Many of us wake up each day, not knowing what we're going to be asked to do at work. We spend our evenings watching athletes who always know what they're going to be called upon to do on any given gameday. We appreciate, revere and even idolize them for knowing what they're expected to do and doing it well. And when they do it wrong, we chide and deride them until they turn it around.
Most pro athletes who have played for the same teams for years have a very real identity on that team. Daniel Bard is not one of those athletes. Bard, who many Red Sox fans see as being the heir to the closer throne currently occupied by Jonathan Papelbon, came into Wednesday afternoon's game against the Oakland Athletics in the sixth inning, well ahead of the time he "normally" should have been in - presumably the eighth inning.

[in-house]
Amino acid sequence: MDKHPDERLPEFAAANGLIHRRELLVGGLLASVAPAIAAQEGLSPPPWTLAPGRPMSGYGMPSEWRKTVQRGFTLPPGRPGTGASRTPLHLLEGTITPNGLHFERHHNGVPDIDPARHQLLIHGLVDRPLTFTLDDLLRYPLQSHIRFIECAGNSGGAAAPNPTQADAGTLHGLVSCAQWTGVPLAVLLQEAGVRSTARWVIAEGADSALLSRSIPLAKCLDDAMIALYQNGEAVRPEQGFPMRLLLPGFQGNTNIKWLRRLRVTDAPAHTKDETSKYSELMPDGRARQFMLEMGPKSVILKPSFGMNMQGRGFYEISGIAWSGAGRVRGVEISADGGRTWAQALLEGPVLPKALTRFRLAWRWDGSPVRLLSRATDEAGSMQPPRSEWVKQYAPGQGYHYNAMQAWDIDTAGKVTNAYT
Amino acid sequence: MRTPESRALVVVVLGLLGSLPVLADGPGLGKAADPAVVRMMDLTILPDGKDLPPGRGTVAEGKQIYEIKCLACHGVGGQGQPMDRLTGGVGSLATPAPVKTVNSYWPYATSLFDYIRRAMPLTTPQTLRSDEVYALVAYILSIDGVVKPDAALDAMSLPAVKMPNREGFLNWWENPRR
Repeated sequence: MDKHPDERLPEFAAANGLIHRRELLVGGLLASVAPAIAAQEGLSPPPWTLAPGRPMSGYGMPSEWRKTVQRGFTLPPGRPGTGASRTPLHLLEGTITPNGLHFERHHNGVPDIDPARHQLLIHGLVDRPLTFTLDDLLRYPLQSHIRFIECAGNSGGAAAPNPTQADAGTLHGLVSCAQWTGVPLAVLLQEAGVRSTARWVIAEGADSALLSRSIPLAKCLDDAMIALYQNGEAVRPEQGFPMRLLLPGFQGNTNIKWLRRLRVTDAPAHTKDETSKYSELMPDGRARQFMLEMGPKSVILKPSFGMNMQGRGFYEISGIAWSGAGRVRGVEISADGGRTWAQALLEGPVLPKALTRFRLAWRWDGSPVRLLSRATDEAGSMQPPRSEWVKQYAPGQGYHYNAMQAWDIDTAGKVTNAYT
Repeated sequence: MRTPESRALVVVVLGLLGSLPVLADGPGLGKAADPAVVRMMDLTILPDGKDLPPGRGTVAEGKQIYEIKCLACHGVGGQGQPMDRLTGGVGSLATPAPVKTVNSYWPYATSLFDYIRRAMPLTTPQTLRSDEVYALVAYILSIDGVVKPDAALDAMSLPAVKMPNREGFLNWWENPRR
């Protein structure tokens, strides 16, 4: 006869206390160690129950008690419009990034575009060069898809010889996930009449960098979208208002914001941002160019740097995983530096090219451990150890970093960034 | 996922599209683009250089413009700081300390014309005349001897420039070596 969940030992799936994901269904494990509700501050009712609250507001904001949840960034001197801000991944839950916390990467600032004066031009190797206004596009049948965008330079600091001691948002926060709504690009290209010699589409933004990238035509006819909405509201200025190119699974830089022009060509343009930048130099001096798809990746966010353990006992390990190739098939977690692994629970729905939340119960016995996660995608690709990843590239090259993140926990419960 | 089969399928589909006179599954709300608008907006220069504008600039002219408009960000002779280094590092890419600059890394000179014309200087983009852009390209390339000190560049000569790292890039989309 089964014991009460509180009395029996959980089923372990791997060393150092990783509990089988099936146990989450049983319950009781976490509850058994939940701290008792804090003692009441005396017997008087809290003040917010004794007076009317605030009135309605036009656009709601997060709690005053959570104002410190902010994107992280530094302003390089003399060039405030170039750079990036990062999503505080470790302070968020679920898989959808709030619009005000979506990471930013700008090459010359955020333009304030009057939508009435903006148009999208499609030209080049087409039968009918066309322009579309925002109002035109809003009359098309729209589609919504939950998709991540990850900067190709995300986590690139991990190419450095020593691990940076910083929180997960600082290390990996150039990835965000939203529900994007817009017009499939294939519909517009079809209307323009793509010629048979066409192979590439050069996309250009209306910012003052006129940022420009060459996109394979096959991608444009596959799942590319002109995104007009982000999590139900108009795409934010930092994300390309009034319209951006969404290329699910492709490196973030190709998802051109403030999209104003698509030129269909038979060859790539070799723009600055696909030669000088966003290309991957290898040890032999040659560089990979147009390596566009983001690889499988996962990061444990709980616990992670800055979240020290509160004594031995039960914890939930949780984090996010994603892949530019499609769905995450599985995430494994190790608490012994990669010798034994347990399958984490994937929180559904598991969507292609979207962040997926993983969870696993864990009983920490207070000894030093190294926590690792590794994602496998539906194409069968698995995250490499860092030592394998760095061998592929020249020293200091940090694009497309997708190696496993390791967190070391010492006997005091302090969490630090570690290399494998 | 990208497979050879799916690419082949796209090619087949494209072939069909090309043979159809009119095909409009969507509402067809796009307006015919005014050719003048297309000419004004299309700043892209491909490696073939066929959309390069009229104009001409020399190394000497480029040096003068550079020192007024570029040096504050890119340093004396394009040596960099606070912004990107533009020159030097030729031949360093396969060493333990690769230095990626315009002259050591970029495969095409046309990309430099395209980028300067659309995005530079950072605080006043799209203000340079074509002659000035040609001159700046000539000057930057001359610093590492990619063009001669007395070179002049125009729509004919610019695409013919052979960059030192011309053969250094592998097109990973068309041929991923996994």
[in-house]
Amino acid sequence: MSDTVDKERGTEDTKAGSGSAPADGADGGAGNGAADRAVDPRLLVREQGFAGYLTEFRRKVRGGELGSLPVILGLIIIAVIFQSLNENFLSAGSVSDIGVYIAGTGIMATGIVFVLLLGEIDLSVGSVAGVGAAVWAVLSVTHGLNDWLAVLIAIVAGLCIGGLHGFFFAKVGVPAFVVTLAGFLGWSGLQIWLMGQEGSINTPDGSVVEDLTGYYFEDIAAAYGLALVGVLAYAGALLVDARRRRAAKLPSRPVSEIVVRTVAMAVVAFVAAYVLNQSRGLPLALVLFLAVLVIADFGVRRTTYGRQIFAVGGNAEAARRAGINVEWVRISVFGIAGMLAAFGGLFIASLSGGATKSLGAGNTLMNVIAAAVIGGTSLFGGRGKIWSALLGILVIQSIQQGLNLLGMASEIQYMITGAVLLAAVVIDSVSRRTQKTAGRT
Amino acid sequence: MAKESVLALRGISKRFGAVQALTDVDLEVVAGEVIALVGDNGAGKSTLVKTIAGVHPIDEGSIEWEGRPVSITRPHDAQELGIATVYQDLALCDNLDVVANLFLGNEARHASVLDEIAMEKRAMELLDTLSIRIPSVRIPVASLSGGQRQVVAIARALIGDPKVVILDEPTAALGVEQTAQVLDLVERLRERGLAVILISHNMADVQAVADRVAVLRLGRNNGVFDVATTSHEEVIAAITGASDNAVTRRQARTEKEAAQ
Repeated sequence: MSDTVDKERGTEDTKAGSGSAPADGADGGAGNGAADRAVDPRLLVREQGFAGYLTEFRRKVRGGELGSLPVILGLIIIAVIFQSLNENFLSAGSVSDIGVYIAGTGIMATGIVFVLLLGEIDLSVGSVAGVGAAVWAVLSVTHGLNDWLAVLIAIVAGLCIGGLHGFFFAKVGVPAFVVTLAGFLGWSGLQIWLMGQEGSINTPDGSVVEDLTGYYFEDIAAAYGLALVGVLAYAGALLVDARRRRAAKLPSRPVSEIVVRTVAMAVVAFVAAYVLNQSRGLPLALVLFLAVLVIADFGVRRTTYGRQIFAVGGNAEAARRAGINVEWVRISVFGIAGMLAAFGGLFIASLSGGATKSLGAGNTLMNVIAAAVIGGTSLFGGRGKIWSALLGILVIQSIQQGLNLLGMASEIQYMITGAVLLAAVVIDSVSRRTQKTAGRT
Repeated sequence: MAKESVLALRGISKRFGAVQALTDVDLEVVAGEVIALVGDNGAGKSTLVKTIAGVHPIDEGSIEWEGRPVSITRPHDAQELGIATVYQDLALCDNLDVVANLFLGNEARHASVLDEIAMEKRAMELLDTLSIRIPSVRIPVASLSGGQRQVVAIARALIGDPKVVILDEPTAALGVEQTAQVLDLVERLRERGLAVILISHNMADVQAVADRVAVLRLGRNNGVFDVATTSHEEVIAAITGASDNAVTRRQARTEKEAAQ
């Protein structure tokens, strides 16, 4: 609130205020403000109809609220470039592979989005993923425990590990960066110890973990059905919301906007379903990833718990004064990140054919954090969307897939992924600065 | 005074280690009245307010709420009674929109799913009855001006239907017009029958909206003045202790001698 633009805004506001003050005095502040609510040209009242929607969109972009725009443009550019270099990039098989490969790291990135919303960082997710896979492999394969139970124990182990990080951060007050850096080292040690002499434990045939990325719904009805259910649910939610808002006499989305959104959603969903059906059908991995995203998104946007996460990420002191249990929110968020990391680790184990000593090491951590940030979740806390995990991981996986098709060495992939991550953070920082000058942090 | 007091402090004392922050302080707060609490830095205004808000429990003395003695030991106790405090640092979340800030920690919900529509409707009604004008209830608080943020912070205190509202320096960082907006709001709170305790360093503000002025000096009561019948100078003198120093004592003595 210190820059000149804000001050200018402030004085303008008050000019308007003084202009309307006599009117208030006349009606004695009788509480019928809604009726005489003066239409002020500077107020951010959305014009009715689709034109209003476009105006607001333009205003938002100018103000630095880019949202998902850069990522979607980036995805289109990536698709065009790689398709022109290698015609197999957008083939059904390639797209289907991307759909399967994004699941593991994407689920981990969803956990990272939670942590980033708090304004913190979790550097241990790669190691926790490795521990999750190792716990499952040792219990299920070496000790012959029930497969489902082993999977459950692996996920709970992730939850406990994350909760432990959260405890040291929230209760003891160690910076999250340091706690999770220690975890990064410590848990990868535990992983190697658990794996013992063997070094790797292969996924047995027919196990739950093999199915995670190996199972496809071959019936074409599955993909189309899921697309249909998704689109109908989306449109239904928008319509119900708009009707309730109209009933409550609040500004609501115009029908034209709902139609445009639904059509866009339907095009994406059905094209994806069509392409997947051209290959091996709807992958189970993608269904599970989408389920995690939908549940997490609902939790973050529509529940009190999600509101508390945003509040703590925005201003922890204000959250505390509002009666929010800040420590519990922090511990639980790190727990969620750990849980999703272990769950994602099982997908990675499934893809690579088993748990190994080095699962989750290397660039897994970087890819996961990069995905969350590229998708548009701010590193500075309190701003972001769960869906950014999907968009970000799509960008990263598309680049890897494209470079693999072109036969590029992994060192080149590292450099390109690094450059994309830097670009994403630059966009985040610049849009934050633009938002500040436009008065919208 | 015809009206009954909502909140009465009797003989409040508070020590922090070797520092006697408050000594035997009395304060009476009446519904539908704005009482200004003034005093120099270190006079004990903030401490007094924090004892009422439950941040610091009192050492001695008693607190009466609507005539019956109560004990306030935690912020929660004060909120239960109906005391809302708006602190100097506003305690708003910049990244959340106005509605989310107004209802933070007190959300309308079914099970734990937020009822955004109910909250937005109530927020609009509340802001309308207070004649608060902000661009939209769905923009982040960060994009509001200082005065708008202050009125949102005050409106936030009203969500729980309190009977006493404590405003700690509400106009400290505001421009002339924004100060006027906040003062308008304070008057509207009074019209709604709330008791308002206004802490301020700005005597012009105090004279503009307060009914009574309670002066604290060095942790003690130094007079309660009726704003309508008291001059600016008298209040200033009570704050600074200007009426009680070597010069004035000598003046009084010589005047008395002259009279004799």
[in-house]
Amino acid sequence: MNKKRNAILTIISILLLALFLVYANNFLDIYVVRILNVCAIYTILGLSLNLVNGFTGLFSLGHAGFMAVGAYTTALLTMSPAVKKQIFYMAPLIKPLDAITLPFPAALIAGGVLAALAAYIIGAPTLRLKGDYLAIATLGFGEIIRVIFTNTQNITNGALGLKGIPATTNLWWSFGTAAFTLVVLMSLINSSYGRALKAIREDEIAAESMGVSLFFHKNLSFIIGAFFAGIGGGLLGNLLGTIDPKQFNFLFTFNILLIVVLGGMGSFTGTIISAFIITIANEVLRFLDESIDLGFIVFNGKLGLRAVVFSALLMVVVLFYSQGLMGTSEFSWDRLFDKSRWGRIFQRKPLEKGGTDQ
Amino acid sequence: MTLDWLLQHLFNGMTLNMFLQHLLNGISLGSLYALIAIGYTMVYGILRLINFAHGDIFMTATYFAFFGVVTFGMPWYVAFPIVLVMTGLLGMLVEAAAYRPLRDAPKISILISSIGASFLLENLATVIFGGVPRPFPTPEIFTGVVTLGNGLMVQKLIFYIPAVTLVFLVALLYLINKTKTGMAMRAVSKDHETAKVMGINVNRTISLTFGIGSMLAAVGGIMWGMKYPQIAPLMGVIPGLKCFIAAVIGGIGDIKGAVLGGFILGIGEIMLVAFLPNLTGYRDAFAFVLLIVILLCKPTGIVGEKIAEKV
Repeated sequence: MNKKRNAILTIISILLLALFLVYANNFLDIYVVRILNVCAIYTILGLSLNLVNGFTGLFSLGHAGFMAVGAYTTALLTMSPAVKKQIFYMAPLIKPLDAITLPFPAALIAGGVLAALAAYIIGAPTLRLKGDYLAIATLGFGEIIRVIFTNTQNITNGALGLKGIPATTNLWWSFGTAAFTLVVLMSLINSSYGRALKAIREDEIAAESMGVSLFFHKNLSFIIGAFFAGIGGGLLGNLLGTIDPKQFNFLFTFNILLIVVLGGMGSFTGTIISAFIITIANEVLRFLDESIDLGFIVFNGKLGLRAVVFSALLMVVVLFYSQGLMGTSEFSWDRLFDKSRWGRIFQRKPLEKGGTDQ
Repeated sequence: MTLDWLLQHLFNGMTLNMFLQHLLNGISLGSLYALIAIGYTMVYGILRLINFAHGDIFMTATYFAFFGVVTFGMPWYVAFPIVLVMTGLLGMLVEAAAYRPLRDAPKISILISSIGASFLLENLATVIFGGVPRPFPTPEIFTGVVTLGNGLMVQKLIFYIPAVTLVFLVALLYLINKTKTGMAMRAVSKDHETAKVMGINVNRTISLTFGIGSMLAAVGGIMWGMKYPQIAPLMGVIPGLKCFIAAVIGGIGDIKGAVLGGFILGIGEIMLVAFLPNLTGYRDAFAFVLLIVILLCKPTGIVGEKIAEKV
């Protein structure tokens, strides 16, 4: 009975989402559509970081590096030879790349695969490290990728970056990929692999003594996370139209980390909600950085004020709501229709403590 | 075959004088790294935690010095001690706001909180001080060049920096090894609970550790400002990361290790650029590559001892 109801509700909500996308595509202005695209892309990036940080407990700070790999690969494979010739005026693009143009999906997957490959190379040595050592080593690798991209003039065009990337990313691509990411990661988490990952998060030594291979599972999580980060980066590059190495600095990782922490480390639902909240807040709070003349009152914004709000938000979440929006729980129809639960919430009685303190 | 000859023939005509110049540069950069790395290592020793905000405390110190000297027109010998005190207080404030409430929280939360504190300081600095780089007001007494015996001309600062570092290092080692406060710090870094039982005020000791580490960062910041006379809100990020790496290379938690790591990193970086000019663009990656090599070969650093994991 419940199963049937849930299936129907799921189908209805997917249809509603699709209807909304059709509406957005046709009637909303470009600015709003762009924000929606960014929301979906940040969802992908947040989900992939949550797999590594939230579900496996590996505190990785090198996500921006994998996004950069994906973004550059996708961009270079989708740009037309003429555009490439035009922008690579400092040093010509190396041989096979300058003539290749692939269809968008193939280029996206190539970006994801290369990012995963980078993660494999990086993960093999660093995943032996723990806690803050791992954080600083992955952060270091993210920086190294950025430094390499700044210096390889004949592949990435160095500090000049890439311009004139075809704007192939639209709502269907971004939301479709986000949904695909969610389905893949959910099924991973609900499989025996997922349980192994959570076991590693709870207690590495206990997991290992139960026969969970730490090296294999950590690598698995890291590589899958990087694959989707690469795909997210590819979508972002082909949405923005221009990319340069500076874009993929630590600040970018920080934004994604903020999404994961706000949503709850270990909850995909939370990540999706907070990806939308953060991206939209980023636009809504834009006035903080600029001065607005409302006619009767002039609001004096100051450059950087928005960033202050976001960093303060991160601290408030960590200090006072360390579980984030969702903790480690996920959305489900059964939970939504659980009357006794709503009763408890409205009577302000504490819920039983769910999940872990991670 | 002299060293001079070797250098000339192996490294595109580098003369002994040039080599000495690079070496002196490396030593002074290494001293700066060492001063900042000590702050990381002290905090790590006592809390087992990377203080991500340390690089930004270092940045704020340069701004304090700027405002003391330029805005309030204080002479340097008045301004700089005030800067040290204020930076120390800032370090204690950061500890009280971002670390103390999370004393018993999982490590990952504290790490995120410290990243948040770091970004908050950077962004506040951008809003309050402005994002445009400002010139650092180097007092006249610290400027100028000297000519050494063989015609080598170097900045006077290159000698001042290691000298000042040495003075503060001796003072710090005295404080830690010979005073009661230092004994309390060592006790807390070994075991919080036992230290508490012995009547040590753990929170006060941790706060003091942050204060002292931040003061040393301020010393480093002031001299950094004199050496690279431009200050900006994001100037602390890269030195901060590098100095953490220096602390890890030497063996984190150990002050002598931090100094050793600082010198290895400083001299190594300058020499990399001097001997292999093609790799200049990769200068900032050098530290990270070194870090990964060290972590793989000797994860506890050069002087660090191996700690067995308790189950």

He came in because Clay Buchholz had thrown over 100 pitches, loading the bases with only one out in the sixth, despite the visiting Sox leading by three runs. In six pitches, Bard ended the inning without any damage done.
Despite being touted as the Sox' set-up man, Bard was happy to clean up in the sixth and keep the A's off the board in the seventh.
"My job is ‘intense middle relief,' '' he said. "But that's too much to say. Maybe you can call me ‘the stopper.' ''
Bard doesn't concern himself with his role as long as he's helping the team win, which they've struggled to do at the start of the 2011 season. But he does take an interest in other aspects of his game, according to the Boston Globe's Pete Abraham.
Sox fans don't need to look at the numbers to know how important the flamethrowing right-hander has been since making the big league team; many of them will note that he was the only reliable arm in the entire bullpen last season.
Whatever his future is with the Red Sox, Bard's sure to make the most of it - as long as he doesn't get too interested in his numbers.